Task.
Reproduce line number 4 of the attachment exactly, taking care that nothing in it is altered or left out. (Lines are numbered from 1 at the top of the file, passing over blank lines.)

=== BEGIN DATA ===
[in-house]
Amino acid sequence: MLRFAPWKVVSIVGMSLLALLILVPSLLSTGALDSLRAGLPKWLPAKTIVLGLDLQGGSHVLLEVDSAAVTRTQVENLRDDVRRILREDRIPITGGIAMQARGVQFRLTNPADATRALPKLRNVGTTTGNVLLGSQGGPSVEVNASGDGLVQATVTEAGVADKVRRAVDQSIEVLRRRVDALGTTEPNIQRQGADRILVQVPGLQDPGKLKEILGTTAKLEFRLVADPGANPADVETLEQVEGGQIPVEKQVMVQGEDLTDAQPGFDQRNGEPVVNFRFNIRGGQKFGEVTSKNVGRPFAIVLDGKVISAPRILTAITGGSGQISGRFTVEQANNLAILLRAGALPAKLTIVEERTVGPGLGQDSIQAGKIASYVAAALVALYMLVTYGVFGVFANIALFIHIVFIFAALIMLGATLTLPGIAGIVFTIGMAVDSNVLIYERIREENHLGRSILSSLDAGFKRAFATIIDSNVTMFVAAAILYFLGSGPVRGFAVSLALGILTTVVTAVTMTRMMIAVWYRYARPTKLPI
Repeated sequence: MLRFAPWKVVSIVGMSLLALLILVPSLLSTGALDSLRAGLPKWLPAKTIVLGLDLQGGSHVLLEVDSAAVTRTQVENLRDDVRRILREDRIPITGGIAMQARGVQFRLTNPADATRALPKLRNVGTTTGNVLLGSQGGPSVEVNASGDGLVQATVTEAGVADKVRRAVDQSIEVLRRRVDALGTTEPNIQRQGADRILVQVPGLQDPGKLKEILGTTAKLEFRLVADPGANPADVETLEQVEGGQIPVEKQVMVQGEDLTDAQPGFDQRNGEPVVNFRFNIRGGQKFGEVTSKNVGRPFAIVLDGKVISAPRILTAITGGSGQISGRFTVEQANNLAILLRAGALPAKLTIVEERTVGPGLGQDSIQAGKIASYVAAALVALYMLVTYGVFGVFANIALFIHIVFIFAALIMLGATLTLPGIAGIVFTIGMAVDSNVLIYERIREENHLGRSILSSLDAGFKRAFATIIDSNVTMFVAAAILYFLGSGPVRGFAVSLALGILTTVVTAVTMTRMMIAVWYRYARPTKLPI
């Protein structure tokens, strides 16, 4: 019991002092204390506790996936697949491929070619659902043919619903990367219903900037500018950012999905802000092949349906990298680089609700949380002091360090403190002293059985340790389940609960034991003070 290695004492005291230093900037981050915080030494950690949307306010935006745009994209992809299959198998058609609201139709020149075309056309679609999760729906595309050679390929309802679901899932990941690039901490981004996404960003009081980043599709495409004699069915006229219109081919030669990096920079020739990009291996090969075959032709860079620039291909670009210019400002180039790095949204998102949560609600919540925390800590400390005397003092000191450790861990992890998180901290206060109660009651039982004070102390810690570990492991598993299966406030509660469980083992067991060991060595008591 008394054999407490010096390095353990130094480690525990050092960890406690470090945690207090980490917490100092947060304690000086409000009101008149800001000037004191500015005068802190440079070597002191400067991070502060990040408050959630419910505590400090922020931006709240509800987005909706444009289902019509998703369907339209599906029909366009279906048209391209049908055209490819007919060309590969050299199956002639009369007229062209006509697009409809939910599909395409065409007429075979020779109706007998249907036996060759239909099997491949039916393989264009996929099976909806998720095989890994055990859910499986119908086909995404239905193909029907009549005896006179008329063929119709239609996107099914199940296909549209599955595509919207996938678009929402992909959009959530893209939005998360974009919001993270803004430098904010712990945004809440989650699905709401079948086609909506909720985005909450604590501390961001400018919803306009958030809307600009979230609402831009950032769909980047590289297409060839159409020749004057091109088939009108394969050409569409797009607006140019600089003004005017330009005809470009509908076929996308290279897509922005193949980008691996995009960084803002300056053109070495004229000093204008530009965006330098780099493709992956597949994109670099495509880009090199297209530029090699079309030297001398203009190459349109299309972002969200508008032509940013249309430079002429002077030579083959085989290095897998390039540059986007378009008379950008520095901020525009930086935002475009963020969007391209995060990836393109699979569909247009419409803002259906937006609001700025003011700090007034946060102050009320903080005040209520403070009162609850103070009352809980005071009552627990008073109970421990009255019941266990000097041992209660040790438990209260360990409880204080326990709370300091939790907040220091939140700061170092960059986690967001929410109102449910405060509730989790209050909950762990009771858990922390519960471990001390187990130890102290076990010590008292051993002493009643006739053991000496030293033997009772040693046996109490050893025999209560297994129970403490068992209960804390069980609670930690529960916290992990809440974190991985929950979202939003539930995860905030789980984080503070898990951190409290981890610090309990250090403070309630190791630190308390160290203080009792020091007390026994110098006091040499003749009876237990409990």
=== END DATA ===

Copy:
């Protein structure tokens, strides 16, 4: 019991002092204390506790996936697949491929070619659902043919619903990367219903900037500018950012999905802000092949349906990298680089609700949380002091360090403190002293059985340790389940609960034991003070 290695004492005291230093900037981050915080030494950690949307306010935006745009994209992809299959198998058609609201139709020149075309056309679609999760729906595309050679390929309802679901899932990941690039901490981004996404960003009081980043599709495409004699069915006229219109081919030669990096920079020739990009291996090969075959032709860079620039291909670009210019400002180039790095949204998102949560609600919540925390800590400390005397003092000191450790861990992890998180901290206060109660009651039982004070102390810690570990492991598993299966406030509660469980083992067991060991060595008591 008394054999407490010096390095353990130094480690525990050092960890406690470090945690207090980490917490100092947060304690000086409000009101008149800001000037004191500015005068802190440079070597002191400067991070502060990040408050959630419910505590400090922020931006709240509800987005909706444009289902019509998703369907339209599906029909366009279906048209391209049908055209490819007919060309590969050299199956002639009369007229062209006509697009409809939910599909395409065409007429075979020779109706007998249907036996060759239909099997491949039916393989264009996929099976909806998720095989890994055990859910499986119908086909995404239905193909029907009549005896006179008329063929119709239609996107099914199940296909549209599955595509919207996938678009929402992909959009959530893209939005998360974009919001993270803004430098904010712990945004809440989650699905709401079948086609909506909720985005909450604590501390961001400018919803306009958030809307600009979230609402831009950032769909980047590289297409060839159409020749004057091109088939009108394969050409569409797009607006140019600089003004005017330009005809470009509908076929996308290279897509922005193949980008691996995009960084803002300056053109070495004229000093204008530009965006330098780099493709992956597949994109670099495509880009090199297209530029090699079309030297001398203009190459349109299309972002969200508008032509940013249309430079002429002077030579083959085989290095897998390039540059986007378009008379950008520095901020525009930086935002475009963020969007391209995060990836393109699979569909247009419409803002259906937006609001700025003011700090007034946060102050009320903080005040209520403070009162609850103070009352809980005071009552627990008073109970421990009255019941266990000097041992209660040790438990209260360990409880204080326990709370300091939790907040220091939140700061170092960059986690967001929410109102449910405060509730989790209050909950762990009771858990922390519960471990001390187990130890102290076990010590008292051993002493009643006739053991000496030293033997009772040693046996109490050893025999209560297994129970403490068992209960804390069980609670930690529960916290992990809440974190991985929950979202939003539930995860905030789980984080503070898990951190409290981890610090309990250090403070309630190791630190308390160290203080009792020091007390026994110098006091040499003749009876237990409990």